It is not news that ESG has become a battleground issue, with prominent ESG efforts now facing an anti-ESG backlash. And while in the recent past institutional investors and advocacy groups tried to push publicly traded companies to establish their ESG credentials, the ESG-related litigation (such as it has been, so far at least) has primarily been filed not against ESG laggards, but rather against companies that have tried to promote their sustainability efforts and other climate-friendly measures.

In the latest example of litigation against a company in connection with its efforts to promote its ESG qualifications, the New York Attorney General, Letitia James has filed a fraud lawsuit in New York state court against the U.S. subsidiary of JBS, a Brazil-based meat and poultry producer, alleging that its sustainability claims and its publicized goal of achieving net zero greenhouse gas emissions by 2040 misled consumers.  A copy of the New York Attorney General’s February 28, 2024, press release about the lawsuit can be found here. The NYAG’s February 28, 2024, complaint can be found here.Continue Reading NYAG Sues Meat Company for Its Net Zero Emissions Claims

As I have noted in prior posts, due to a political “backlash” against ESG, many companies have found it expedient to avoid talking about ESG altogether – a developing that has been referred to as “greenhushing.” Indeed, some academics have even suggested that it may be time to say “RIP” to ESG. But if the expression “ESG” is now verboten, how are we going to talk collectively about the various topics encompassed by the term “ESG”?

According to a January 10, 2024, front-page Wall Street Journal article entitled “The Latest Dirty Word in Corporate America: ESG” (here), as “ESG” has become the three letters that corporate officials dare not utter, they have found other ways to talk about “responsible business.” Meanwhile, corporate environmental and social responsibility efforts continue despite the apparent banishment of “ESG” as an expression. Moreover, as also discussed below, due to regulatory changes, the likelihood is that discussion of the concepts underlying what was referred to in past as “ESG” are only going to increase, regardless whether or not the term “ESG” is used.Continue Reading Goodbye ESG, Hello “Responsible Business”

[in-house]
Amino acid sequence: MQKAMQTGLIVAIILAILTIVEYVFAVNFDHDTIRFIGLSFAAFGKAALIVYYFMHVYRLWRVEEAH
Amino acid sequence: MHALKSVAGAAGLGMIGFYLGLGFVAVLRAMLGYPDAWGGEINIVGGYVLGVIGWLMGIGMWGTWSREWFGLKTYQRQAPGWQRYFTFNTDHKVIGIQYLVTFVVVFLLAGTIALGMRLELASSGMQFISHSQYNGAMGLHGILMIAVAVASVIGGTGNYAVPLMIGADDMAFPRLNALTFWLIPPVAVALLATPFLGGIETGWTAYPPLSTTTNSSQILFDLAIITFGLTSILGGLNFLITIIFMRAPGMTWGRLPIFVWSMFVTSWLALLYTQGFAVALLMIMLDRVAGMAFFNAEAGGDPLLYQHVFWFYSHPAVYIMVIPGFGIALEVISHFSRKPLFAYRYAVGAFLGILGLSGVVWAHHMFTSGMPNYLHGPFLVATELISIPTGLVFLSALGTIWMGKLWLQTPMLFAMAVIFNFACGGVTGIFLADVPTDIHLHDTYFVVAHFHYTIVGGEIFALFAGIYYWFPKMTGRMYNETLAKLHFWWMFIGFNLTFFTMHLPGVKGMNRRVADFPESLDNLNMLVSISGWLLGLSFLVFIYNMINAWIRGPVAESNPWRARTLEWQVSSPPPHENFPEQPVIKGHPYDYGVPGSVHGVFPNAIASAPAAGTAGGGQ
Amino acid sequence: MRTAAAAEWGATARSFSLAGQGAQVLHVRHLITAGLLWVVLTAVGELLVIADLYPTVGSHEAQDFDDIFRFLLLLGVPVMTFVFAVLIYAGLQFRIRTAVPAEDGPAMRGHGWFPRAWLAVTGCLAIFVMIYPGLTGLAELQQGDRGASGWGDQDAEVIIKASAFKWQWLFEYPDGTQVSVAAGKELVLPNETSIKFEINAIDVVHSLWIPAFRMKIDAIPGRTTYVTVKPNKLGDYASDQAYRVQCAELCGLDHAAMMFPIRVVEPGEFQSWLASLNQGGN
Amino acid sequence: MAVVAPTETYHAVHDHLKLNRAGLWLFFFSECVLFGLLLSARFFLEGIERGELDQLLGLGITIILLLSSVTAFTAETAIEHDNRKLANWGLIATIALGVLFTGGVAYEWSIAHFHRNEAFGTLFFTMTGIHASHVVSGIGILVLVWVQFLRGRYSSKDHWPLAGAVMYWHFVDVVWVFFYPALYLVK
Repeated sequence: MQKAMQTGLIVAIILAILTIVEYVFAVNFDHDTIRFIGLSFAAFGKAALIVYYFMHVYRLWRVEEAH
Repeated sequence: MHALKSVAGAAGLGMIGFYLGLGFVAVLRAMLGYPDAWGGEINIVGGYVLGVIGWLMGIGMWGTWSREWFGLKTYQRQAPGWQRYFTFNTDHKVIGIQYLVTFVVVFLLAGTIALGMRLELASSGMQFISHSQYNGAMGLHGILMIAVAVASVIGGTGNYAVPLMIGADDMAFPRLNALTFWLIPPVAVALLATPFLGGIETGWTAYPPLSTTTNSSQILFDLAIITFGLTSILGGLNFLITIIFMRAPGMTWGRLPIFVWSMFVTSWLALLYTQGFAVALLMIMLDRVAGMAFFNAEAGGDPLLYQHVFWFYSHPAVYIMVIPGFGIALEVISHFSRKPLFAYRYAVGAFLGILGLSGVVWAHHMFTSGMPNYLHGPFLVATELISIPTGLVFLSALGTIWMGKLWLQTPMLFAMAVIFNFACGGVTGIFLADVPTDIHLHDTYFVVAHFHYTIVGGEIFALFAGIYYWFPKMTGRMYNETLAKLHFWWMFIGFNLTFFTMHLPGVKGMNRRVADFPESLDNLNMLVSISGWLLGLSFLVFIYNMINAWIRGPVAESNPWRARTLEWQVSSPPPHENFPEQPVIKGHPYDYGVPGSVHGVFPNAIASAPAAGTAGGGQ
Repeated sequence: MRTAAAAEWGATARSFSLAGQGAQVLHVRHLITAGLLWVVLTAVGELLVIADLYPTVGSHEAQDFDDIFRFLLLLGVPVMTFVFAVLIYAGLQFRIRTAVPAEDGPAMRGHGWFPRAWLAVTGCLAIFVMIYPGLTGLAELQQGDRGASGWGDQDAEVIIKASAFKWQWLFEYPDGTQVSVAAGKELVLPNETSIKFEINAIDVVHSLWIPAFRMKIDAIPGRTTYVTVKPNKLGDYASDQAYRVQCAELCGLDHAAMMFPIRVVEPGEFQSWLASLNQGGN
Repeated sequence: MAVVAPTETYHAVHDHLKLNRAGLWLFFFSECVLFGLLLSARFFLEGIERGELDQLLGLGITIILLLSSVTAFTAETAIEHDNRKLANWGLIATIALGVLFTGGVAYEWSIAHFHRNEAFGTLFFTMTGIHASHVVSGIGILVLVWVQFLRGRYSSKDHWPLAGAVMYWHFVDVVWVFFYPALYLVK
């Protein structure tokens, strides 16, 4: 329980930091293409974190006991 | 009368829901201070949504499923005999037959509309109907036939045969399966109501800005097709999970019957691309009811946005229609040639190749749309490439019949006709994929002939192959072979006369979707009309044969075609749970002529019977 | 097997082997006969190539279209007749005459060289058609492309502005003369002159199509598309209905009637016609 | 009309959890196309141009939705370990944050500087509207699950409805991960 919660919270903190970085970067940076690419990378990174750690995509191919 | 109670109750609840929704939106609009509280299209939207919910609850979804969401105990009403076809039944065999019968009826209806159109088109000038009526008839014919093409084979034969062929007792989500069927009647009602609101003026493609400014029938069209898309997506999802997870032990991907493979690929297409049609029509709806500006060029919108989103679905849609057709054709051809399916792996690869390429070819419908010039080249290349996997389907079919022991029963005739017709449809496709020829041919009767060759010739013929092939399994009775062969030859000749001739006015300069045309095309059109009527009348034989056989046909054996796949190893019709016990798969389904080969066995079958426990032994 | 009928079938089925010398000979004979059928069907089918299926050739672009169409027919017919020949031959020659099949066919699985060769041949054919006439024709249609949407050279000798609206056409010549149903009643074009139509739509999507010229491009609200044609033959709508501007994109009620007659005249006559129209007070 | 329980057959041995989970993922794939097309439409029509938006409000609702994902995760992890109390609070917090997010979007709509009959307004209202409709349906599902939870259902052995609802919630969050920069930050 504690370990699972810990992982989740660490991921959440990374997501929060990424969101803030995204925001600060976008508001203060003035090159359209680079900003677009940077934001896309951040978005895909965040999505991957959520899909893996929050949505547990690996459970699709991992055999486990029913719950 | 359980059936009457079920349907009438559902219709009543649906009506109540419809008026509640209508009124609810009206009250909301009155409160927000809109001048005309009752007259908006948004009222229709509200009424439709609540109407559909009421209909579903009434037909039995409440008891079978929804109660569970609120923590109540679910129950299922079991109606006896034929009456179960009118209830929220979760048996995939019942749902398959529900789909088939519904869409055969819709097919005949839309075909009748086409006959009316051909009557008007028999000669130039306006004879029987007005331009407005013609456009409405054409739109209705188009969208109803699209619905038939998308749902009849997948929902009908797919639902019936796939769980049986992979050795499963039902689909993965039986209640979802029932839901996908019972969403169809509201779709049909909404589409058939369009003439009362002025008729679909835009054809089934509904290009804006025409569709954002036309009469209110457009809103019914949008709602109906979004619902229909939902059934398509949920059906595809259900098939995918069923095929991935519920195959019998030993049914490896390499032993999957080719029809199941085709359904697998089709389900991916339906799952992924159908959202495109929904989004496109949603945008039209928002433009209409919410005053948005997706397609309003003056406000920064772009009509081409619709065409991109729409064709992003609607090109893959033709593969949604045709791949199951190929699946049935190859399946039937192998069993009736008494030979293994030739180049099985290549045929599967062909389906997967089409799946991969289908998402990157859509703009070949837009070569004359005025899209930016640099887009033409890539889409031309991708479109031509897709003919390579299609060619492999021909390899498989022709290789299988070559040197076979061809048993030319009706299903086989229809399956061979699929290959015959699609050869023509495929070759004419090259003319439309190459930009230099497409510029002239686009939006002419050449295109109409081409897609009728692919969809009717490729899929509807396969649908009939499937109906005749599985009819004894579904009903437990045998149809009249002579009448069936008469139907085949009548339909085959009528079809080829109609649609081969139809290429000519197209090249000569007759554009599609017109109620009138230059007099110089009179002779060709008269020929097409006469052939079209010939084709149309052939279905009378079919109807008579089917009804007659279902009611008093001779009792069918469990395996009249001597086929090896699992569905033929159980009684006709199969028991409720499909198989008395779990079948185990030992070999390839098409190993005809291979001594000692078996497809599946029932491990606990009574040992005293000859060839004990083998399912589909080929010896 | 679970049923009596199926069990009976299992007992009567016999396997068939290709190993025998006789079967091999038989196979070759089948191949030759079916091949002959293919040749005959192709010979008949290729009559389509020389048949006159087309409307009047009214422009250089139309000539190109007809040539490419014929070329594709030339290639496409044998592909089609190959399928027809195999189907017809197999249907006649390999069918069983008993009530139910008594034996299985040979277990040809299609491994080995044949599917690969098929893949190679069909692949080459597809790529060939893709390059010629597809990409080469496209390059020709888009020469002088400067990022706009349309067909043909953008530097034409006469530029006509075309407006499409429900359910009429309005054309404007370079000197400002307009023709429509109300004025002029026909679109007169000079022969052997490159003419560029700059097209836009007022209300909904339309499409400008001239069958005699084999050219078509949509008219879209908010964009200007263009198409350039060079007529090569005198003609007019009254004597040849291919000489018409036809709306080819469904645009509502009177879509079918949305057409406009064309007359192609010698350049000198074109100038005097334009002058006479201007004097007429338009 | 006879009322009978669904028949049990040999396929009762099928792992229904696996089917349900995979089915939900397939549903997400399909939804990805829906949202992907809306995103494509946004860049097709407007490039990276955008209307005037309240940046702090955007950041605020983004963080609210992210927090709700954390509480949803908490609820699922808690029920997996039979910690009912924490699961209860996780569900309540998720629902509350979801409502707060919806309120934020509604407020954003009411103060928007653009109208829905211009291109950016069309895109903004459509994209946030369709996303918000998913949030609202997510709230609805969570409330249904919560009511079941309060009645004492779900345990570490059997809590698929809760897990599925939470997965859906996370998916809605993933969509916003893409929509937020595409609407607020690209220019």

Persia Navidi

Readers of this blog well know that one of the current hot topics in the world of D&O is ESG – and not just in the United States, but in Europe, and elsewhere as well. In the following guest post, Persia Navidi, Partner in Insurance, Cyber and Climate Risk at Hicksons Lawyers, provides an overview of the state of play with regard to ESG in Australia, and also discusses the related insurance issues. I would like to thank Persia for allowing me to publish her article as a guest post on this site. I welcome guest post submissions from responsible authors on topics of interest to this blog’s readers. Please contact me directly if you would like to submit a guest post. Here is Persia’s article.Continue Reading Guest Post: ESG and Financial Lines Insurance in Australia

Readers of this blog know that one of the more significant recent developments in the ESG arena has been the rise of the ESG backlash – that is, moves by state legislators and others to try to push back against a supposed ESG agenda. These developments have put company executives squarely in the crossfire, as they struggle, on the one hand, to address continued efforts by activist stakeholders to push companies toward expanded ESG commitments, and conflicting efforts by conservative politicians to punish companies for supposedly pursuing a “woke” agenda. How are companies to respond to these competing forces? Evidence suggests that increasingly companies are responding by “greenhushing” – that is, by keeping quiet about their ESG initiatives.Continue Reading Next Up on the ESG Front: Greenhushing?